Oil-filled ignition coils are generally 12V ignitions coils, installed in the engines of the vehicles. They serve the purpose of the transformer. They take voltage from the battery and build it up to several volts that create a spark in the spark plug. This is how fuel cylinders burn fuel inside it and the engine starts.
If a spark plug or its wiring is faulty, there is a chance that it creates unbalanced voltages from the ignition coil. It will lead to the burning of the coil.
There are various ways to check the status of an oil-filled ignition coil. Previously in this article, we have studied some ways to check the status of the coil pack without using any tool. However, in this article, we will see how to test the status of the ignition coil by using a multimeter as oil filled coil are often difficult to swap inside different cylinders.
If you don’t have the multimeter then you can try this method to test the oil ignition coil.
Testing the oil filled ignition coil using multimeter
In order to check oil filled ignition coils, follow the below mentioned steps:
- Before opening the hood of your vehicle, first, wear the safety gloves and glasses that’ll protect you from shocks during the testing process. If you don’t have this equipment, I would advise you to gather them first and then move on to the next step.
- Now, locate the ignition coil and do note that it’s located at different locations in all types of vehicles. So, turn off the engine of the vehicle first and open the hood and start searching for the ignition coil.
- After locating the ignition coil, take out a wrench and disconnect the battery cable having negative polarity from the engine. It is normally having black in color.
- The next step would be to identify the coil wire of the main ignition. You will see it connected to the distributor. After locating it, pull that particularly gently outwards.
- Now identify the small grounding wire inside the engine and using a wrench, attach it with the side of the coil wire we identified in the previous step.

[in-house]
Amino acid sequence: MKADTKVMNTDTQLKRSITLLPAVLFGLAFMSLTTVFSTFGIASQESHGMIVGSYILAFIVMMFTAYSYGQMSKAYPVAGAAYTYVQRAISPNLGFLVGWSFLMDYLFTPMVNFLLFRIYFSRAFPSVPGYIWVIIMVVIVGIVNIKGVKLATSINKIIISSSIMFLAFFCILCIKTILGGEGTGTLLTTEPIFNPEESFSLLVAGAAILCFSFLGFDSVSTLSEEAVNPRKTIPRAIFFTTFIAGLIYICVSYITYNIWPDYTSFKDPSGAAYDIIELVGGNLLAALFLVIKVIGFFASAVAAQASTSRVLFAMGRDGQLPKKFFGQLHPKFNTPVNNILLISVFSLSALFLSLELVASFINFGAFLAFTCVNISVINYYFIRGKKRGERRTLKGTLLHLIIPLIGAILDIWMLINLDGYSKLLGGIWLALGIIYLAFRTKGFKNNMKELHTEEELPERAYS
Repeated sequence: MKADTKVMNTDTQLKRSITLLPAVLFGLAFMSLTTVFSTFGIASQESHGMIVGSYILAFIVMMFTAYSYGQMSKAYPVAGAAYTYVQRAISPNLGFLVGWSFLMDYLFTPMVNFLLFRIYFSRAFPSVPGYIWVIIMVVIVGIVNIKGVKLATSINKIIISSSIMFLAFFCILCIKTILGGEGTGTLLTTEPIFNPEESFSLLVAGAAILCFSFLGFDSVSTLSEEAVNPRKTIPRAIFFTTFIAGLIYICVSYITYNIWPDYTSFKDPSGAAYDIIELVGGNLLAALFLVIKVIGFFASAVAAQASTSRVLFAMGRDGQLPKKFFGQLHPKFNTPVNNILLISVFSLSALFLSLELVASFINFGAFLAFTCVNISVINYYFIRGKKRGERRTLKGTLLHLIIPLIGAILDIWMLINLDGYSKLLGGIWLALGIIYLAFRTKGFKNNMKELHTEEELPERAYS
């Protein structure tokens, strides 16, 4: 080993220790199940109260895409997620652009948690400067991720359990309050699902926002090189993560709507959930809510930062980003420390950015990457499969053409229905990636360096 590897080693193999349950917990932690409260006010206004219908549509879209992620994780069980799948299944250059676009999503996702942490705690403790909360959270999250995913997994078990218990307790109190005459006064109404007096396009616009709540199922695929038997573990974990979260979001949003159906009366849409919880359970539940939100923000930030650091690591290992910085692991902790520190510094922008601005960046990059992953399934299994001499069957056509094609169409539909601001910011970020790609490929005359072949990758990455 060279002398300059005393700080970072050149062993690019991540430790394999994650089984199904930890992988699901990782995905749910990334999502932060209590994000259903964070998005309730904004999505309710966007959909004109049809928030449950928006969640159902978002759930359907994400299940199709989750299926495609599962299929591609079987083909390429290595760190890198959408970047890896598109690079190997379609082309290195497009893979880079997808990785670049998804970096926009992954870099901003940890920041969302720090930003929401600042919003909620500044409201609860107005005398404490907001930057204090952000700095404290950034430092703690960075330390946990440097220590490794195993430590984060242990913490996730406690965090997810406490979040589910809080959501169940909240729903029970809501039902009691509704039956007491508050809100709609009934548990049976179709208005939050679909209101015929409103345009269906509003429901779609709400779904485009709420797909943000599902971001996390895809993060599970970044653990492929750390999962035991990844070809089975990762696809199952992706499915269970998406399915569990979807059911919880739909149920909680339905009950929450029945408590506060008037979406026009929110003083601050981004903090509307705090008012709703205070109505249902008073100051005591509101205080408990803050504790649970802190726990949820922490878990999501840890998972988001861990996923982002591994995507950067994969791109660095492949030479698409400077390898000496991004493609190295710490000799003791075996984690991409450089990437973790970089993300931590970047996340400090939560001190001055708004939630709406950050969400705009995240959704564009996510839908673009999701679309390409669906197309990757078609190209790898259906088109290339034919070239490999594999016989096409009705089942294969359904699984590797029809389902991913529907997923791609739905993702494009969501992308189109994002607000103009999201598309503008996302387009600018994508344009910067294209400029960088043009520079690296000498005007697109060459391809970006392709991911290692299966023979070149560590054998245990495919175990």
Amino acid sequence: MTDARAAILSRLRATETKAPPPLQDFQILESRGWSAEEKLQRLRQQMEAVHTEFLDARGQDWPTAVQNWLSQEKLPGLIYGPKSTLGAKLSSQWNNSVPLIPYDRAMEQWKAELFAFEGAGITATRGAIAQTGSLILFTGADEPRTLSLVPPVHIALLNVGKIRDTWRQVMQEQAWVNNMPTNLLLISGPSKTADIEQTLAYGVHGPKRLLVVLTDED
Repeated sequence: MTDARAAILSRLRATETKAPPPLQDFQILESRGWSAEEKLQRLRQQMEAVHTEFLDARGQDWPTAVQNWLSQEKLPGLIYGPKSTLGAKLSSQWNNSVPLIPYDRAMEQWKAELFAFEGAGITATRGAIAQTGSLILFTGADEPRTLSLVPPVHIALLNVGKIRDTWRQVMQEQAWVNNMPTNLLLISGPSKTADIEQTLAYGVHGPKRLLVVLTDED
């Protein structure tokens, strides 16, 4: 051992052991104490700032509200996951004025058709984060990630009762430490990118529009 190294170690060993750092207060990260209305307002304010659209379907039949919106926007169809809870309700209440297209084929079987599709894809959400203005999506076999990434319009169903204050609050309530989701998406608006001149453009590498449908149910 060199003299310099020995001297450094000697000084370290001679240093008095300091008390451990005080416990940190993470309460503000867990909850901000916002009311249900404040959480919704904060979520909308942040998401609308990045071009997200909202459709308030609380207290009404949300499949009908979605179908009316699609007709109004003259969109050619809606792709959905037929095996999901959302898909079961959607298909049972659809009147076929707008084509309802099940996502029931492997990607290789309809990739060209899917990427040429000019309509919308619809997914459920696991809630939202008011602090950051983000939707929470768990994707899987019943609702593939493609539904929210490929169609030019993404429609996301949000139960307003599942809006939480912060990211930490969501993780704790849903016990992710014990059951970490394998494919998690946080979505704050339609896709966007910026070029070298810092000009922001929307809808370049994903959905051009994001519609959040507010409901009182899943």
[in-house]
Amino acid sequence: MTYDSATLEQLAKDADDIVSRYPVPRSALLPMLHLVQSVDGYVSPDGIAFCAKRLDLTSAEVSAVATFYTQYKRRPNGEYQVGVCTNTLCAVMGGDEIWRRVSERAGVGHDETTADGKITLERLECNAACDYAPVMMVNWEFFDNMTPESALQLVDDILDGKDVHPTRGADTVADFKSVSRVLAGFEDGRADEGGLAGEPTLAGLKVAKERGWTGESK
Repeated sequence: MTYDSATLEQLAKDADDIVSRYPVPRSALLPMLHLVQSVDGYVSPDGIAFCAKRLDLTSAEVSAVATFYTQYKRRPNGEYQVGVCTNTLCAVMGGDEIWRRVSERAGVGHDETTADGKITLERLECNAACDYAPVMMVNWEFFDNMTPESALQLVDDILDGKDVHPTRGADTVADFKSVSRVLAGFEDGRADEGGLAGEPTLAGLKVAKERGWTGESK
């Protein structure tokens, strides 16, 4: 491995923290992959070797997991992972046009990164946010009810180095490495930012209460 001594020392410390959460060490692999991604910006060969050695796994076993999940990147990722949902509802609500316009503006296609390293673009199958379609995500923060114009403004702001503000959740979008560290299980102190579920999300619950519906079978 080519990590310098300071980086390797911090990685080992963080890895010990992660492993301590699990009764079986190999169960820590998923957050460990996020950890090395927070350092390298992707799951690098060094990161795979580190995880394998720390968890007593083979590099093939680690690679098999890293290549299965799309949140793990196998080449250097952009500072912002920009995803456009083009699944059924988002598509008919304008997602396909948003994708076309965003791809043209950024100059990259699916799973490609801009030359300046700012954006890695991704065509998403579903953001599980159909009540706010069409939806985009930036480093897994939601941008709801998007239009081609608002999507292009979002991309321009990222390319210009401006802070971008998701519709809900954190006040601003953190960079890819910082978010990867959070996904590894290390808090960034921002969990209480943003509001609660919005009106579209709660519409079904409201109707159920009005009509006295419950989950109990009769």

- Now, it’s time to use the multimeter. Make sure you are using a calibrated and fully functional meter. A wrong multimeter may not lead to a fault diagnosis that would cost you both money and time.
- As, we’ve to measure the resistance so, set the functionality of the multimeter to the ohmmeter. Do note the unit while noting down the value.
- After setting the multimeter to resistance measurement mode, take its one probe and insert it into the center opening of the main ignition coil that was leading to the distributor. Insert it in such a way that inside of the coil, it must touch its metallic terminal.
- After making the connection, check the readings on the screen of a multimeter. If it is showing the value of resistance in between 6000 to 15000 Ohms then the coil is ok. It means we are good to go. But if the value is different than the above-mentioned range, there is a fault in the secondary winding.
- Now again touch one probe of the multimeter with the ground terminal. However, this time connect another probe to the terminal bolt which is present at the other side of the coil.
- After setting the connection, check again the readings on the meter. If the value of resistance between 0.4 to 2 ohms, then there is no issue in the coil. But, if the value is not in this range then the primary winding of the coil is having some problem.
- Do note to test both the primary and secondary coils. After identifying which side of the oil filled ignition coil is having a problem, remove the coil. Now is the time to replace it with the new one.
Yes, ignition coils can work intermittently which means they seem to be perfectly fine when tested by a mechanic in his shop and will pass all tests. But, while traveling when they have to face fluctuating loads, the coil won’t fulfill its function and cause serious ignition issues inside the engine. It’s one of the most difficult faults to diagnose.
The ignition coil can’t damage the spark plug directly, but it can overheat them. That ultimately leads to indirect issues causing an imbalance in the ignition process. So, if you feel the ignition coil is faulty, try to replace it with the new one on time to avoid any serious damage to the engine.
This is how you can test the oil filled ignition coil using the multimeter. The process is pretty simple and you won’t need help from any professional. However, if you see fluctuating readings while measuring the resistance for either secondary or primary coil, hire a mechanic. He’ll do a thorough inspection of your vehicle.
Also, if your engine is not starting at all and readings are perfectly fine while testing the ignition coils, there might be some other issues that can be diagnosed by a professional mechanic!